You pride yourself on running an efficient office. Even though you’ve got a dozen people asking for 50 different things every day, from change-ups in travel schedules to keeping track of the office supplies, you manage to keep it together, and most days you do it with a smile. But the one thing that drives you absolutely crazy? A boss who gets way too involved your daily work.
A micromanaging boss is a hassle, and you’re not alone. Nearly 60 percent of workers say they’ve reported to a micromanager at some point in their careers, according to a survey by staffing company Accountemps. Take heart. You don’t have to grin and bear it. There are ways you can cope, if you understand what you’re up against. There’s even an upside to being micromanaged: you gain valuable job skills when you learn to deal with an overly “plugged in” manager.
A blessing in disguise?
We all like to toss around the term “micromanager” whenever someone gets too involved in our daily work. Generally speaking, a micromanager is a person who obsesses too much over unimportant details and has a hard time letting employees make decisions they can easily make by themselves. But not all bosses who are very detailed or super-involved are necessarily micromanagers. In fact, it’s a good sign that your boss is interested in your work—it means he or she cares. Think of “micromanagement” as simply an excess of attention that you must manage.
When you figure out how to effectively deal with the constant attention and still get your work done, you’ll feel less stressed. And, bonus: your ability to deal with a “challenging” boss makes you the office hero and builds your job skills. Others will wonder, “How does she do that?” and look to you as a role model.
Becoming the “Most Valuable Player”
Believe it or not, there are positive aspects to having a highly involved work team leader. Sidney Finkelstein, a management professor at Dartmouth’s Tuck School of Business, sees an upside to some forms of micromanagement. In the BBC article In Praise of Micromanagement, Finkelstein writes, “The best micromanagers are often the best talent developers. Their attention to detail, their intimate knowledge of the business and their deep involvement in what’s going on actually enables more, not less, delegation.” What this means to you is that if you can learn from your manager’s intense focus on the details, you’ll learn important information about the business. And that makes you a more valuable member of your team. Look at the micromanagement as a form of mentoring from your boss.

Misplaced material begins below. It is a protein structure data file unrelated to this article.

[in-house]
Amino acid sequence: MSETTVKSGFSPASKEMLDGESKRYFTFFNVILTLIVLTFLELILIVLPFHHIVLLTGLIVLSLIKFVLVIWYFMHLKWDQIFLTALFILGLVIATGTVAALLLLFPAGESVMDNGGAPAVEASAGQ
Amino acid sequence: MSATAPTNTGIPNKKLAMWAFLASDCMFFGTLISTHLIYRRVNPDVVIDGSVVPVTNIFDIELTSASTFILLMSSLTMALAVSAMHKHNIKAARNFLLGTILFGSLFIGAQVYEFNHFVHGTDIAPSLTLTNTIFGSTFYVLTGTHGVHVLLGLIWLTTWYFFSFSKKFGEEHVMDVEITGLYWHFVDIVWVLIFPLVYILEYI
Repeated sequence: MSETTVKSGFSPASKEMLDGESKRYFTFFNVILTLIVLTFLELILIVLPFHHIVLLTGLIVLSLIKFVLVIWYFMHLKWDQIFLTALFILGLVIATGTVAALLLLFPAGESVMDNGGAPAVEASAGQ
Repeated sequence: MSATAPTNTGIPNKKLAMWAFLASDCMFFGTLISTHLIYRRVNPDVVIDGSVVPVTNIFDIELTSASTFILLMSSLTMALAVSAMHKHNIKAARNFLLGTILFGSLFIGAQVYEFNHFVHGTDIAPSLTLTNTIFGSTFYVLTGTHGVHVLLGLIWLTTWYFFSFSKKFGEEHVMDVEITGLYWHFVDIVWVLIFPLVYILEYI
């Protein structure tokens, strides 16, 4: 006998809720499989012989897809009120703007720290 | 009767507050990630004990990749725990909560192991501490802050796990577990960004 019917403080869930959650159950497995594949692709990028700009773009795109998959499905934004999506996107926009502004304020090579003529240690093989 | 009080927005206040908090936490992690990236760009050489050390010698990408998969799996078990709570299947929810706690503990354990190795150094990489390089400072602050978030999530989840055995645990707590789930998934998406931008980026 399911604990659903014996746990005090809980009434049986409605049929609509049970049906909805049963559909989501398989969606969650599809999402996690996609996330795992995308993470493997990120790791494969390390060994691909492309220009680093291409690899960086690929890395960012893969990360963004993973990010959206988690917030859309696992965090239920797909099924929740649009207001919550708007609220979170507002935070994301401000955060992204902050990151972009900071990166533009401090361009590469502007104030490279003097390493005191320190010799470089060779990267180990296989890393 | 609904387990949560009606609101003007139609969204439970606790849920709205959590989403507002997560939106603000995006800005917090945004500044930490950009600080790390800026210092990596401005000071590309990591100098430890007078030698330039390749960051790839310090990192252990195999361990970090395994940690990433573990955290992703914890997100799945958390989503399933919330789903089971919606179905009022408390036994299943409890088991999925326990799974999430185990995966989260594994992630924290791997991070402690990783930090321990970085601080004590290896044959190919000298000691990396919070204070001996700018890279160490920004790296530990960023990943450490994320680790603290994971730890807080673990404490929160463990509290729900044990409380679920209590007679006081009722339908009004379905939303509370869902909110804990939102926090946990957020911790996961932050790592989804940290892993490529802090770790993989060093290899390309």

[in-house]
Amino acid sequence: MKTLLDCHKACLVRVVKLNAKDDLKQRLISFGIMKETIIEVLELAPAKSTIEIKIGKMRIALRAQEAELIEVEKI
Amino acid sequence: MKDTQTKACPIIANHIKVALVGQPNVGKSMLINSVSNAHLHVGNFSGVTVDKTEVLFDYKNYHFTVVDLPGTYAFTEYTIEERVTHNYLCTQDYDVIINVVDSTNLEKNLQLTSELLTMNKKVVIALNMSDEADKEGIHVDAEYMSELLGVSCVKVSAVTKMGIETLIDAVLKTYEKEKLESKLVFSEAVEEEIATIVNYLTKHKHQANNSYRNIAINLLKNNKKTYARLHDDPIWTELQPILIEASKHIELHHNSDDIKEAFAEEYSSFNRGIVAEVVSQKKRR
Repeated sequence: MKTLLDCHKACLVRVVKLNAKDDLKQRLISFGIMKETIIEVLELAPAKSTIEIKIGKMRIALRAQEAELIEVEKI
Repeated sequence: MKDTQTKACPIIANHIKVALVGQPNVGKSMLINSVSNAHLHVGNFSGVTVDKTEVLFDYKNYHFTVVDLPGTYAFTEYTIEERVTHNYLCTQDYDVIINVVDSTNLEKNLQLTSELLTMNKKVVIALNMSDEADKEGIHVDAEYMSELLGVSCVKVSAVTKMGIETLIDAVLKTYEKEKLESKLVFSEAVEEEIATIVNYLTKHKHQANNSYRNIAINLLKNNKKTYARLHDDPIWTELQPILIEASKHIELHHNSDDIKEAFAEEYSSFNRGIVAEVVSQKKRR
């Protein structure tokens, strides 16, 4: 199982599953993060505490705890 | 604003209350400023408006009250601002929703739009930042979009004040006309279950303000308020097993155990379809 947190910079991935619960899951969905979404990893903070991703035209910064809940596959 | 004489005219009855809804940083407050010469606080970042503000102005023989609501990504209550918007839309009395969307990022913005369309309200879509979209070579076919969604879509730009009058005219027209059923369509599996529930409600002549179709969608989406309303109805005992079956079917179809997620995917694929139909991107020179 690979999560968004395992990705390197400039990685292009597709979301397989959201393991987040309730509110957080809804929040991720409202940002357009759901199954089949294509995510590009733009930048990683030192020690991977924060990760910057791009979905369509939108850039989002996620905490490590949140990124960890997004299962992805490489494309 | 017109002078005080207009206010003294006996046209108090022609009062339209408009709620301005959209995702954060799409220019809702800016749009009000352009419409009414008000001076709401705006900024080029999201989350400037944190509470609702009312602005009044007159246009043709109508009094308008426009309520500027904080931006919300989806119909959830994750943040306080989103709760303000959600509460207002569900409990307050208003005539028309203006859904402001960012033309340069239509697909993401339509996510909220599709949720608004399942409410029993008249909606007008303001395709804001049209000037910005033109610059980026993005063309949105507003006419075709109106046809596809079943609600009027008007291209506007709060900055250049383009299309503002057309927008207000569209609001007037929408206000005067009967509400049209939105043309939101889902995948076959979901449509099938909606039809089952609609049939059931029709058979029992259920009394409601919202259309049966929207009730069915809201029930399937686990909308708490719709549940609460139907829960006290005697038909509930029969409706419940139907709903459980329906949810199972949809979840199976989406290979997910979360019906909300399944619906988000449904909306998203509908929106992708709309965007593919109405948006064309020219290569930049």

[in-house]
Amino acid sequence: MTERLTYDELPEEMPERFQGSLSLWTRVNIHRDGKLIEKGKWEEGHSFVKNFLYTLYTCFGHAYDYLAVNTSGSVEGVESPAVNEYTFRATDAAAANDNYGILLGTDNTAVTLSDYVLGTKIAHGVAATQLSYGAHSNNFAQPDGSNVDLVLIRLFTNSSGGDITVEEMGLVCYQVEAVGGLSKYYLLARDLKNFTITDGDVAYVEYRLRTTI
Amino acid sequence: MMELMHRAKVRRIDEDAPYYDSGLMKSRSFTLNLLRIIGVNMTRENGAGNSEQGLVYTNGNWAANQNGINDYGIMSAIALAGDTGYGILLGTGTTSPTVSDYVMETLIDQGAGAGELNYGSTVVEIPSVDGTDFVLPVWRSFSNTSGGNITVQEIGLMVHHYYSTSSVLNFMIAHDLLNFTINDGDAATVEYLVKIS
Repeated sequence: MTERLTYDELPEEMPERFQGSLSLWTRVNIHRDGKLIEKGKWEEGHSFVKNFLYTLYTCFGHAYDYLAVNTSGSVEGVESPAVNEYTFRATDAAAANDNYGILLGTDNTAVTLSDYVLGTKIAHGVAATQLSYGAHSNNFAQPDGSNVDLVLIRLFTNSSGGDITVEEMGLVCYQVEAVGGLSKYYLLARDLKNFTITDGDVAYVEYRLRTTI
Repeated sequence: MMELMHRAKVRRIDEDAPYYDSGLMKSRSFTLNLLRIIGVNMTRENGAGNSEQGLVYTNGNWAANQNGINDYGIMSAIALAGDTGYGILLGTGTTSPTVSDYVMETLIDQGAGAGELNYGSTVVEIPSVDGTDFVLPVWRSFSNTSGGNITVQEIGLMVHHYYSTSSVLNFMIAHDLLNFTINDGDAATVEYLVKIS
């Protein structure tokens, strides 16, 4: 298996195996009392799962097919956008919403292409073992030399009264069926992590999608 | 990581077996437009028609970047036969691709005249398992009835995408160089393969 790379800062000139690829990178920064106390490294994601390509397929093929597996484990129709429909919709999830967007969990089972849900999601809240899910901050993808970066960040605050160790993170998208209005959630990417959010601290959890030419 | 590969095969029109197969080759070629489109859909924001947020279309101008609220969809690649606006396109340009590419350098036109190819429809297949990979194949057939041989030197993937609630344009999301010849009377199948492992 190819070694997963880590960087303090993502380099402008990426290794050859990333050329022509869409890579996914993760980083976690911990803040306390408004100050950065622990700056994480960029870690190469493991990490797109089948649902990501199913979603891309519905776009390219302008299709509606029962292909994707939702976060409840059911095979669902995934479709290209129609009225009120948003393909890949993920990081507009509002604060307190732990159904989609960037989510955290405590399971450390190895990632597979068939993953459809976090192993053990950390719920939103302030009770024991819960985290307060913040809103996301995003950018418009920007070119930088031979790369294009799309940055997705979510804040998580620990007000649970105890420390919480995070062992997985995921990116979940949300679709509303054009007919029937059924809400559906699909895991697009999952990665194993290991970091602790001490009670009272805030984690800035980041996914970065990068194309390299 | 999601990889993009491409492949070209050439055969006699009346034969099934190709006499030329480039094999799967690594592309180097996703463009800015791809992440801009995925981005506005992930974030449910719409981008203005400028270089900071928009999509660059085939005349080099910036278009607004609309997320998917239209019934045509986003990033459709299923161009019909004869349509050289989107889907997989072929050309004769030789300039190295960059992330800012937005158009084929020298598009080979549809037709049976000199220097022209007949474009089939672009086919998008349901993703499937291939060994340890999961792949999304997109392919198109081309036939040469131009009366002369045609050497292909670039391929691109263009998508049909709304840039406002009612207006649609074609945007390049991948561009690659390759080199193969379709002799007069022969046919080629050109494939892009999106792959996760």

5 tips for dealing with a micromanager
- Plan for the unexpected. Working with a micromanager means more interruptions. Productivity expert Hyrum Smith calls interruptions “unexpected events.” He says the best way to deal with interruptions is to always have a list of prioritized tasks at hand. When your boss interrupts you with a new request, say, “This is my task list for today. Which one should I defer in order to add this new one to the list?” Say it with a smile and a genuine tone of voice, and you might be surprised at the result.
- Ask for the responsibility. It’s true that micromanagers are often afraid to let go of control. It’s also true that you’ll rarely get something if you don’t ask for it. The next time your manager tries to wrestle a perfectly easy task from your very capable hands, say, “I’d like to take that on. I can handle it. Will you let me deal with it? I promise to let you know if anything happens that requires your attention.” Phrasing your request this way shows confidence, but also assures him that you won’t let things get out of hand.
- Keep the big picture in mind. People with a high attention to detail often fail to “see the forest for the trees.” If you feel yourself pulled into an overly complex conversation about a simple situation, take a step back. Breathe. Remind yourself about the overall goal. Doing so helps you stay focused and helps your manager get back on track.
- Figure out what constitutes “good enough.” Many times, perfectionism is at the root of micromanagement. If you work for a perfectionist, you’ve probably been burned by your boss’s multiple attempts to refine a process or document that was (in your mind) totally acceptable three revisions ago. Try this: make a list of all your tasks and ask your boss to prioritize them. Then you’ll know which items need to be more “perfect” than others.
- Learn to “let it go.” If your manager is an otherwise great person, you may just need to accept the fact that he or she checks in with you. A lot. There are worse things a boss can do.
Working for a micromanager has its challenges. Yet it doesn’t have to completely stress you out. If you keep the big picture in mind, set appropriate boundaries, and convey confidence, you can learn to deal with this challenging workplace situation. Learn to see those frequent check-ins as opportunities to flex your communication skills, and you’ll soon have your office back to running smoothly.
Tell us: How do you manage micromanagers?